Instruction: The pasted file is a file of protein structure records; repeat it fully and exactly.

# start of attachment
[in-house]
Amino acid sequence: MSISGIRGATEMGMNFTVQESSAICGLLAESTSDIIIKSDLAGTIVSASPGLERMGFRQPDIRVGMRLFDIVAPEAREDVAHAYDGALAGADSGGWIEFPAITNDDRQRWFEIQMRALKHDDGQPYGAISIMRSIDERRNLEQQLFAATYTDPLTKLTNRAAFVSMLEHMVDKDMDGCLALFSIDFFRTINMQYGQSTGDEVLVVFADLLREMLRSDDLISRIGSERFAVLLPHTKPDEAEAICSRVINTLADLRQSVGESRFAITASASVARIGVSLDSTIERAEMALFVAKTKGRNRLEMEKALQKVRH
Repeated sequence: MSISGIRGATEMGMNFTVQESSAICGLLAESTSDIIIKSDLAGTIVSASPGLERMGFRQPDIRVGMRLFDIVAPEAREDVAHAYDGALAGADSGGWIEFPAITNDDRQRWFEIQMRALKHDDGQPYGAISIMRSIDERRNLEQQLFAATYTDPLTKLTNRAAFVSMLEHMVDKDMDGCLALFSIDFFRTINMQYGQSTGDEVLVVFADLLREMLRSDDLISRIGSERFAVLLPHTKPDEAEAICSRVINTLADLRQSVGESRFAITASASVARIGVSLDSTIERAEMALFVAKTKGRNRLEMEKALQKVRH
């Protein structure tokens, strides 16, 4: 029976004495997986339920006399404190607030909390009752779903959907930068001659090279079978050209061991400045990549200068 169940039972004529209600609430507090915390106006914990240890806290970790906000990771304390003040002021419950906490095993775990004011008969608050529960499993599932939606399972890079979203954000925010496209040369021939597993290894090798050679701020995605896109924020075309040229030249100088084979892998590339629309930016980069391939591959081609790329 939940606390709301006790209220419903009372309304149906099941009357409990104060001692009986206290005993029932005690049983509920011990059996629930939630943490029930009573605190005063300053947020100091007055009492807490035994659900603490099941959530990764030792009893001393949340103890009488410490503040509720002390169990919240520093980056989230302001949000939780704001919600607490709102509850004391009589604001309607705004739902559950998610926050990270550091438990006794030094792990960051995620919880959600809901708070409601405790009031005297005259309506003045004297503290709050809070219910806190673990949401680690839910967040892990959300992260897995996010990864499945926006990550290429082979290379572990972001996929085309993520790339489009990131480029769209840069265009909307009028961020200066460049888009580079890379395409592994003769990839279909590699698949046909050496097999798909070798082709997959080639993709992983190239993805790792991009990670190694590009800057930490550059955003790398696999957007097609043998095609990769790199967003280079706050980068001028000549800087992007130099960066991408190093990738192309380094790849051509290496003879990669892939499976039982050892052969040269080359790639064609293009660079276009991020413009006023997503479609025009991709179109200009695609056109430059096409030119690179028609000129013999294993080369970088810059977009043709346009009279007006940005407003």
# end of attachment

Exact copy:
[in-house]
Amino acid sequence: MSISGIRGATEMGMNFTVQESSAICGLLAESTSDIIIKSDLAGTIVSASPGLERMGFRQPDIRVGMRLFDIVAPEAREDVAHAYDGALAGADSGGWIEFPAITNDDRQRWFEIQMRALKHDDGQPYGAISIMRSIDERRNLEQQLFAATYTDPLTKLTNRAAFVSMLEHMVDKDMDGCLALFSIDFFRTINMQYGQSTGDEVLVVFADLLREMLRSDDLISRIGSERFAVLLPHTKPDEAEAICSRVINTLADLRQSVGESRFAITASASVARIGVSLDSTIERAEMALFVAKTKGRNRLEMEKALQKVRH
Repeated sequence: MSISGIRGATEMGMNFTVQESSAICGLLAESTSDIIIKSDLAGTIVSASPGLERMGFRQPDIRVGMRLFDIVAPEAREDVAHAYDGALAGADSGGWIEFPAITNDDRQRWFEIQMRALKHDDGQPYGAISIMRSIDERRNLEQQLFAATYTDPLTKLTNRAAFVSMLEHMVDKDMDGCLALFSIDFFRTINMQYGQSTGDEVLVVFADLLREMLRSDDLISRIGSERFAVLLPHTKPDEAEAICSRVINTLADLRQSVGESRFAITASASVARIGVSLDSTIERAEMALFVAKTKGRNRLEMEKALQKVRH
């Protein structure tokens, strides 16, 4: 029976004495997986339920006399404190607030909390009752779903959907930068001659090279079978050209061991400045990549200068 169940039972004529209600609430507090915390106006914990240890806290970790906000990771304390003040002021419950906490095993775990004011008969608050529960499993599932939606399972890079979203954000925010496209040369021939597993290894090798050679701020995605896109924020075309040229030249100088084979892998590339629309930016980069391939591959081609790329 939940606390709301006790209220419903009372309304149906099941009357409990104060001692009986206290005993029932005690049983509920011990059996629930939630943490029930009573605190005063300053947020100091007055009492807490035994659900603490099941959530990764030792009893001393949340103890009488410490503040509720002390169990919240520093980056989230302001949000939780704001919600607490709102509850004391009589604001309607705004739902559950998610926050990270550091438990006794030094792990960051995620919880959600809901708070409601405790009031005297005259309506003045004297503290709050809070219910806190673990949401680690839910967040892990959300992260897995996010990864499945926006990550290429082979290379572990972001996929085309993520790339489009990131480029769209840069265009909307009028961020200066460049888009580079890379395409592994003769990839279909590699698949046909050496097999798909070798082709997959080639993709992983190239993805790792991009990670190694590009800057930490550059955003790398696999957007097609043998095609990769790199967003280079706050980068001028000549800087992007130099960066991408190093990738192309380094790849051509290496003879990669892939499976039982050892052969040269080359790639064609293009660079276009991020413009006023997503479609025009991709179109200009695609056109430059096409030119690179028609000129013999294993080369970088810059977009043709346009009279007006940005407003």